The Pentagonal Rotunda
The pentagonal rotunda is the 6th Johnson solid (J6). Its surface consists of 10 equilateral triangles, 6 regular pentagons, and 1 regular decagon.
It can be constructed by bisecting the icosidodecahedron along one of its decagonal circuits of edges. Thus, it may be also called the bisected icosidodecahedron. Conversely, joining a pair of pentagonal rotundae in gyro orientation at their decagonal faces produces an icosidodecahedron:
Thus, the icosidodecahedron may also be named the pentagonal gyrobirotunda.
If the pentagonal rotundae are joined in ortho orientation instead, we obtain the pentagonal orthobirotunda (J34), another Johnson solid.
The pentagonal rotunda can also be elongated by attaching a decagonal prism to form an elongated pentagonal rotunda (J21), also a Johnson solid. Elongating with a decagonal antiprism instead produces a gyroelongated pentagonal rotunda (J25).
In order to be able to identify the pentagonal rotunda in various projections of 4D objects, it is useful to know how it appears from various viewpoints. The following are some of the viewpoints that are commonly encountered:
Parallel projection centered on top pentagon.
Projection parallel to a pair of opposite edges of the decagonal face.
|Bisected irregular octagon||
Projection parallel to a pair of opposite vertices of the decagonal face. This projection has the largest number of coincident elements.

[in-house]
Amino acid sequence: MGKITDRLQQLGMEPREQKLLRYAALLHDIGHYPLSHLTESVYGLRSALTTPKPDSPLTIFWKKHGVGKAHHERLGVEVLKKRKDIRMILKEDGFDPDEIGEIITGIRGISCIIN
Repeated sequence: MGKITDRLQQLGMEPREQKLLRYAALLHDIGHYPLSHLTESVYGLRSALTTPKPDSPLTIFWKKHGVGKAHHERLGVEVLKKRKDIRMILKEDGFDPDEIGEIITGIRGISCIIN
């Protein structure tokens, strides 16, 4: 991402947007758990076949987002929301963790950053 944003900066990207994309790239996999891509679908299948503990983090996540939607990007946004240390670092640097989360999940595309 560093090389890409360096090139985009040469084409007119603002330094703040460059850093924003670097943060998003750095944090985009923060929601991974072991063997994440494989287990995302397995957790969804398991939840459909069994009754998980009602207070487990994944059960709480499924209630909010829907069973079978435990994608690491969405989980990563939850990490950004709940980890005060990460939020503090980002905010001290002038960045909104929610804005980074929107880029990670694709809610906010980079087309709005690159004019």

The Cartesian coordinates of the pentagonal rotunda are:
where φ = (1+√5)/2 is the Golden Ratio, A = √((10+2√5)/5), and B = √((5+2√5)/5).
These coordinates give a pentagonal rotunda of edge length 2 in a “nice” orientation, with its 5-fold axis of symmetry aligned to the Z axis and its decagonal face resting on the XY plane.
Algebraically “nicer” coordinates may be obtained by taking advantage of its relationship to the icosidodecahedron, by deleting 10 vertices from the latter. The coordinates thus obtained are:
|(0, 0, 2φ)||(0, 2φ, 0)||(±2φ, 0, 0)|
|(±1, ±φ, φ2)||(±1, φ, −φ2)||(±φ, φ2, ±1)|
|(±φ2, ±1, φ)||(±φ2, 1, −φ)|
These coordinates do not give a pentagonal rotunda in a “nice” orientation, but they are algebraically nicer because they can be simply expressed in terms of the Golden Ratio φ, and do not involve nested square roots.